There is no organised industry today where IT does not have a role in shaping the product that reaches the end customer. Can an airline today claim to offer the level of customer convenience that it does without packaging online reservations, seat selection, web-checkin and a variety of other value-adds enabled by IT? Or a bank, hotel-chain, telecom service provider, even governments? While this may be less evident in case of manufactured goods, the role of IT is equal, if not higher, here as IT is behind many of the real-time processes, material and inventory tracking, control systems, etc, that result in the final product being created and retailed. Even behind-the-scenes IT is at work alongside marketing teams in launching campaigns, benchmarking with competition, analysing customer behaviour and preferences, and enabling efficient customer service delivery.
In such a scenario, imagine for a moment that Business and IT are NOT aligned, and go back to the state of 80s and 90s that was depicted earlier in this article. It is not just that chaos will ensue, which it surely will. More to the point, Business will come to a grinding halt. IT is at the very CORE of business today. In fact it is indistinguishable from Business.
In an organisation where Business and IT are truly aligned, they are also interdependent. A Business strategy cannot by itself drive business success in the current technology-driven environment. The Business strategy lays the foundation for the IT strategy, which in turn is enabled by the IT architecture. The IT architecture thus has a strong correlation with the Business roadmap, and could have a serious constraining or liberating influence on the Business architecture itself. This cycle of interdependence and influence is at the core of the IT-Business alignment. There is no single, proven formula that allows this cycle to run in a well-oiled fashion. However, some pointers may be helpful.
- A Business-led IT organisation. An empowered business analyst exists in IT for each LOB as a single point interface to the LOB for assuring that business priorities and IT priorities are never out of sync.
- A comprehensive governance framework. Not only to exchange plans and information, but to trigger changes in the delivery mechanism, structure and architecture in tune with the changing business environment. However, nothing substitutes informal and continuous engagement between BU and IT at all levels.
- Measurement of IT along Business axes. That is, factors of interest to Business, not IT. No one cares about server uptime or TAT. It is the end-to-end service availability and integrity that matters. For example, how accurately and quickly can customer information be made available to the call-centre agent? What was the lost revenue due to delayed customer acquisition? etc.
- Business-sponsorship of IT. There is no common pool called IT-budget for everyone to dive in as required. Instead, an entirely business-funded approach to IT delivery and operations assures that everyone has some skin in the game. All IT costs must have a business justification and buy-in.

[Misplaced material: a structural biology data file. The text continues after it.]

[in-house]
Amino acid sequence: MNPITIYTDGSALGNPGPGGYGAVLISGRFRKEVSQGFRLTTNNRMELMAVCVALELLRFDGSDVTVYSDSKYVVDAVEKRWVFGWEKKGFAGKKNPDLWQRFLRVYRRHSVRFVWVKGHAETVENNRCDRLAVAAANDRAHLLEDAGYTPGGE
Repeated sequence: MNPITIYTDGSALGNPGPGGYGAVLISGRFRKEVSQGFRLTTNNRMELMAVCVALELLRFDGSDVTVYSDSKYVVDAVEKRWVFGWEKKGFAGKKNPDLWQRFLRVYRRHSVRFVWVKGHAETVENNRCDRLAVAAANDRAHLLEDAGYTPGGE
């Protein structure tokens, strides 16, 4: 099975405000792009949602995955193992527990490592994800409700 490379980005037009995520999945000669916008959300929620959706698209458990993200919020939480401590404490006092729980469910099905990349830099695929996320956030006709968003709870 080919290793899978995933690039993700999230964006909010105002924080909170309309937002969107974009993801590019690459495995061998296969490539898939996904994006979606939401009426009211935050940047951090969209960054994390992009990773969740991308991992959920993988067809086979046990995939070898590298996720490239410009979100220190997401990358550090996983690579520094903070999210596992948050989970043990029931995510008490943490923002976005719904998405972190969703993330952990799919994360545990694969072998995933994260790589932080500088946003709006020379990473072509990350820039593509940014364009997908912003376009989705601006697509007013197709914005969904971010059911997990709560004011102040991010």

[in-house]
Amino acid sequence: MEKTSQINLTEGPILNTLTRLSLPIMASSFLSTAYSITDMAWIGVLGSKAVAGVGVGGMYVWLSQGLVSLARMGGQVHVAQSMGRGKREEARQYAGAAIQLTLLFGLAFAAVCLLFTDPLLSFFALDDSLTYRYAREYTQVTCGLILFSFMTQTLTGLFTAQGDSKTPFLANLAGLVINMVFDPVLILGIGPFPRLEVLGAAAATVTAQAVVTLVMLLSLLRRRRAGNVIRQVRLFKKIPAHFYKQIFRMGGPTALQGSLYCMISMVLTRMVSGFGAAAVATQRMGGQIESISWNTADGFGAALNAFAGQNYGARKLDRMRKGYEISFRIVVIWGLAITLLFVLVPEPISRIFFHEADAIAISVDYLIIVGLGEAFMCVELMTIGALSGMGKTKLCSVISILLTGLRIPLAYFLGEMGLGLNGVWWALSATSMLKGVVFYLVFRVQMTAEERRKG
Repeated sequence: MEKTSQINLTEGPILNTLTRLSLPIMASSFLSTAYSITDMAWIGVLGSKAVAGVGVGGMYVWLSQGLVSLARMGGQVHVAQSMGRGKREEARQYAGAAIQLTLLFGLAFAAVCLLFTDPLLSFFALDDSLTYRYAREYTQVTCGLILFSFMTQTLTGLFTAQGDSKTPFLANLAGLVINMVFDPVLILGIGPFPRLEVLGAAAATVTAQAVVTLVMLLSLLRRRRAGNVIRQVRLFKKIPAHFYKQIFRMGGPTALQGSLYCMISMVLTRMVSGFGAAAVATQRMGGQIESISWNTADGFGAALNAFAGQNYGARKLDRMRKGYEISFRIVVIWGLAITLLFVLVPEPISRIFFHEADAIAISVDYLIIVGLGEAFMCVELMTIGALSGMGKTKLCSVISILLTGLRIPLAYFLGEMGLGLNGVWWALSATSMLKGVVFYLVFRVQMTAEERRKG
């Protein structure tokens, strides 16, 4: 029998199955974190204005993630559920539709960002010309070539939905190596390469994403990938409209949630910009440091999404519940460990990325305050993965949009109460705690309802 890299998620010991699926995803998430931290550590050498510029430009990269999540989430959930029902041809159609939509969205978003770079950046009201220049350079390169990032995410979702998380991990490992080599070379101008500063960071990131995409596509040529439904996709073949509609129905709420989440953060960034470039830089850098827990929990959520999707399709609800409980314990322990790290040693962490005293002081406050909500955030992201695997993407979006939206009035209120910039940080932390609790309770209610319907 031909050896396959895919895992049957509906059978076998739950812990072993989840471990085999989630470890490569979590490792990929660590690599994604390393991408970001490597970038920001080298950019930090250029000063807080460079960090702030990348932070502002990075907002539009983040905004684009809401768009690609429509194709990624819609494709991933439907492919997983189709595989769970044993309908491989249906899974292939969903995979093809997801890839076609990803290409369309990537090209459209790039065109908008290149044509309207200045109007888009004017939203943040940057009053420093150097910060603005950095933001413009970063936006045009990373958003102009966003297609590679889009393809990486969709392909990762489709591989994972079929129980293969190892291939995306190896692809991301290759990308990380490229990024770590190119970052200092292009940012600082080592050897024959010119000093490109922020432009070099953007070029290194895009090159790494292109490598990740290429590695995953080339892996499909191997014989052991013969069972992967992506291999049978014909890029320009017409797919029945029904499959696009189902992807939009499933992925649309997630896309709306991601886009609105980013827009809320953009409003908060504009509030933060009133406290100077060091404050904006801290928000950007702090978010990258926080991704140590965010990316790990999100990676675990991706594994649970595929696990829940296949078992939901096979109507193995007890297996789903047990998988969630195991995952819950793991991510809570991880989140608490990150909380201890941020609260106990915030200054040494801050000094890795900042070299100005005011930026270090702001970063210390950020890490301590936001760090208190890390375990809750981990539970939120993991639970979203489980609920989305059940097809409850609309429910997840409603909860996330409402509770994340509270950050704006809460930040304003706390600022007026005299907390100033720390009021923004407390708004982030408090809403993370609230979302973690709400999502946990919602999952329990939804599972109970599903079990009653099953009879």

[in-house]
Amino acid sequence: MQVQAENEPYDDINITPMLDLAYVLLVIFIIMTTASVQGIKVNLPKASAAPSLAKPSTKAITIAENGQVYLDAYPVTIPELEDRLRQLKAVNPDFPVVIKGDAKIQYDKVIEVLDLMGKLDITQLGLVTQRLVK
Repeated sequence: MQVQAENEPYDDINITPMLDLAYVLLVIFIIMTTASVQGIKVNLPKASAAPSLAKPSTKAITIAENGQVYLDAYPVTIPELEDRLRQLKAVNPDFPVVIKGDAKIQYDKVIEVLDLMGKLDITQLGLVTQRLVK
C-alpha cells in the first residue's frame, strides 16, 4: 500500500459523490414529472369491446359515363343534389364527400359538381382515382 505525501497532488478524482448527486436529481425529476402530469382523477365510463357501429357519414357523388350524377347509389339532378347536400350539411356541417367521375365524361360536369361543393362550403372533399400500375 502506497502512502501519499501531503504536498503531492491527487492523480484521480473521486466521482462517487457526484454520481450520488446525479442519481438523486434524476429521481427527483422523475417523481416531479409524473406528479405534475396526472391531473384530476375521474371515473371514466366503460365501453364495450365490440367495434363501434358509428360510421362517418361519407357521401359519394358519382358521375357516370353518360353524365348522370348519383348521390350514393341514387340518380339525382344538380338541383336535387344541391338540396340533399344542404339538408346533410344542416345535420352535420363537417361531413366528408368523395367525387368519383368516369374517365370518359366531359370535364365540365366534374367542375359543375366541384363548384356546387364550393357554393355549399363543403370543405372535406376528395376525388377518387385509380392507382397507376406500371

- Thought leadership. An ‘order-taker’ approach by IT is no longer the norm. As domain experts, the IT organisation has to be a trusted advisor to the business providing thought-leading insights that help the business succeed.
- Business-aligned IT roadmap. The IT strategy and architecture must be continually evaluated against the business roadmap. The most common reason for misalignment is divergence in strategies which lead to an IT architecture that is not supportive of future business requirements.
Increasingly, IT organisations are hiring for business-mindedness rather than technical skills. In most business-aligned IT organisations, the IT team itself is a core group of ‘influencers’ whose focus is on Business and not Technology. All routine operations are outsourced to like-minded partners. This trend helps in directing the organisations’ energies to its core strategic areas and is an insulation against technological upheavals requiring changing skill sets in large numbers.
Business-IT alignment is certainly not a platitude in organisations that are serious about the future. It is a requisite for the business to succeed in today’s environment. However, it is not a trivial task to accomplish and should not be under-estimated. Organisations have to consciously and consistently strive to achieve it. This environment requires business teams to be tech savvy and IT teams to be business savvy. There have to be a lot of common elements in the KRAs of Business and IT teams. Lines are blurring. We may soon see more business managers becoming CIOs and CIOs becoming CEOs.
The next generation of IT is fast gaining upon us. This may bring its own set of new, and as yet unknown, services and offerings but one thing is for sure—the defining feature of the new generation is going to be a much sharper convergence between Business and IT. This convergence is going to be not about technology, but a vastly bigger one—of minds. And this, in my view, will open up a whole new world of possibilities—for business as well as communities.
Ashish Pachory is CIO of Tata Teleservices.